If you would like to learn more about the influence a child may have on child custody determinations, reach out to our experienced Monmouth County child custody attorneys today. Our legal team is on your side no matter what.
How old must a child be to have a say in child custody?
Recognize that all states allow judges to consider the preference of a child in a custody matter, as long as they deem that child sufficiently mature. It is important to mention that most states do not set a certain age, including New Jersey. Because of this, judges are able to make their own case-by-case judgments based on a child’s maturity level.
How does a child’s opinion fit into custody determinations?
In New Jersey, a judge never has to award custody in accordance with a child’s wishes if he or she deems that it would not benefit the child. This means that other factors, including each parent’s criminal history and bond with the child, are always regarded.
Furthermore, a judge will try and assess whether a child’s preference for one parent is because of the persuasion or leniency of that parent, which would provide the choice less of a basis from the court’s perspective.
For instance, a 14-year-old may not get to live with her mom as she wishes if evidence shows the mother lets her drive without a license. On the other hand, a 12-year-old with concrete reasons for choosing a proper parent could have an adequate influence on a judge’s decision.
How do children share these opinions?
Children typically do not attest to their choices in court because the conditions can be emotional and scary.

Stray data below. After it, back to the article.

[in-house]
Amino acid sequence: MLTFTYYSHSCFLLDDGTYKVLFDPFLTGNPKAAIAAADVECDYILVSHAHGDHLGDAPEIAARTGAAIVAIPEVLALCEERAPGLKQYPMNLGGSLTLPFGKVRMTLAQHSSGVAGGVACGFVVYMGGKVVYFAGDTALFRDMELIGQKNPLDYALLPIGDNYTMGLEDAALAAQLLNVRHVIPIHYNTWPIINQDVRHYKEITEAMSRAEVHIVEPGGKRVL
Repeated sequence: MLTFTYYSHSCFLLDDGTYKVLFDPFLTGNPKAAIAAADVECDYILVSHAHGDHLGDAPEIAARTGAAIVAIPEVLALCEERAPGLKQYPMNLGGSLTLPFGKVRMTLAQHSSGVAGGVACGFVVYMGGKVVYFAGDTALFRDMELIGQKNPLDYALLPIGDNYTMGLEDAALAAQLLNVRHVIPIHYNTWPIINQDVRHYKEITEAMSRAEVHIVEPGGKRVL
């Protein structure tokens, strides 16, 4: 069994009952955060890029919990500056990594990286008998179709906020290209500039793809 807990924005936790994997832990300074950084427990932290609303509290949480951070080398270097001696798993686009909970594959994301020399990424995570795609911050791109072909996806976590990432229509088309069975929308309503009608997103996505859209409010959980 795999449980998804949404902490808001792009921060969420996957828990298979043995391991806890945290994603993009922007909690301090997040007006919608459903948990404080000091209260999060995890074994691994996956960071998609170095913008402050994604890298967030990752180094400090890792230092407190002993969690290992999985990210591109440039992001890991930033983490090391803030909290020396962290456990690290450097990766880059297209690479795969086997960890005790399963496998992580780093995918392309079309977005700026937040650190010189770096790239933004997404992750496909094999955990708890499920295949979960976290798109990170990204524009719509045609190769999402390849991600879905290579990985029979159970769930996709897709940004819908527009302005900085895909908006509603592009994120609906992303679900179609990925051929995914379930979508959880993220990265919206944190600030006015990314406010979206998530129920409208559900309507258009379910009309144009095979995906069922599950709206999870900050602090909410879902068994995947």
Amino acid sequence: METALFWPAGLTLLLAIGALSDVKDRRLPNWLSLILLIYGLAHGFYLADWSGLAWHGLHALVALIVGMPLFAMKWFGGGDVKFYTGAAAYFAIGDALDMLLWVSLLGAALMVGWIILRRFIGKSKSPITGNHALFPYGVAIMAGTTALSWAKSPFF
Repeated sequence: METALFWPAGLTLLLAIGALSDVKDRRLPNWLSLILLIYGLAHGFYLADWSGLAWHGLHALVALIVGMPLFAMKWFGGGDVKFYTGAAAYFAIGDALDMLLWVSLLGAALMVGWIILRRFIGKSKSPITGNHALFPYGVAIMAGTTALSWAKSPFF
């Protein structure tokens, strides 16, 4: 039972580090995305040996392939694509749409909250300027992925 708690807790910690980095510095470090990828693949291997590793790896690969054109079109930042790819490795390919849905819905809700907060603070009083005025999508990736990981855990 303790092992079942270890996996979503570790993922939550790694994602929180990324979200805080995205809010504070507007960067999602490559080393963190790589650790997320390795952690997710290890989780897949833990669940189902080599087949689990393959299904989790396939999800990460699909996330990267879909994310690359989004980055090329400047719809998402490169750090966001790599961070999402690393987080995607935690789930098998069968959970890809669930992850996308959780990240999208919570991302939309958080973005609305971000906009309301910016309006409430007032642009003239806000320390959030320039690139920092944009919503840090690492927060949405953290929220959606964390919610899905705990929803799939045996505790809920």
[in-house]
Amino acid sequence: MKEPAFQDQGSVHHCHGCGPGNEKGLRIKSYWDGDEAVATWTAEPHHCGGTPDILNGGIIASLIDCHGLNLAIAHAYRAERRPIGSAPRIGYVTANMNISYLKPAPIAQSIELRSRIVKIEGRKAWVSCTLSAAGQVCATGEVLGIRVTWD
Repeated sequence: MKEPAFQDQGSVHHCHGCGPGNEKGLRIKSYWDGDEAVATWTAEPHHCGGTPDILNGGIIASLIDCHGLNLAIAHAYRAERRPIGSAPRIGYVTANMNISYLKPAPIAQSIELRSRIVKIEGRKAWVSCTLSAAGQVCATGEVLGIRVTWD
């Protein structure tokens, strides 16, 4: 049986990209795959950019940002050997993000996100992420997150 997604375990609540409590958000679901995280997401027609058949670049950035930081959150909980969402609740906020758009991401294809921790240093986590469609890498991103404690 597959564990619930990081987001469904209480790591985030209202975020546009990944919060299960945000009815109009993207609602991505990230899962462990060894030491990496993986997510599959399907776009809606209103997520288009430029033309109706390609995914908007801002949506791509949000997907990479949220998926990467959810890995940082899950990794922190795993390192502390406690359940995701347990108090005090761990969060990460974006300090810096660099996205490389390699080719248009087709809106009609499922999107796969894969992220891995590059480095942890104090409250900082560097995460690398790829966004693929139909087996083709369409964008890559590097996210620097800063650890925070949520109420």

Rather, they normally communicate their thoughts in conversation with the judge, a custody evaluator, or someone appointed by the court to represent their interests (like a guardian ad litem).
Interviews with the judge will occur in the judge’s office and are thus understood as in-chambers or in-camera hearings. In this situation, a court reporter and the child’s legal representative are in attendance. In some cases, the parents’ attorneys are also permitted in the room, but not the parents.
Some judges ask the child directly who they would like to live with, while others only ask related questions like, “what do you do for fun with your dad?” In some states, both parents must consent before the child may speak with a judge. Give our firm a call today to learn more. Our skilled Monmouth County family law attorneys are on your side.
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If you require strong legal representation for matters of divorce and family law in Rumson, Monmouth County, or anywhere in New Jersey, contact The Law Offices of Paone, Zaleski & Murphy to schedule a consultation with one of our experienced attorneys today.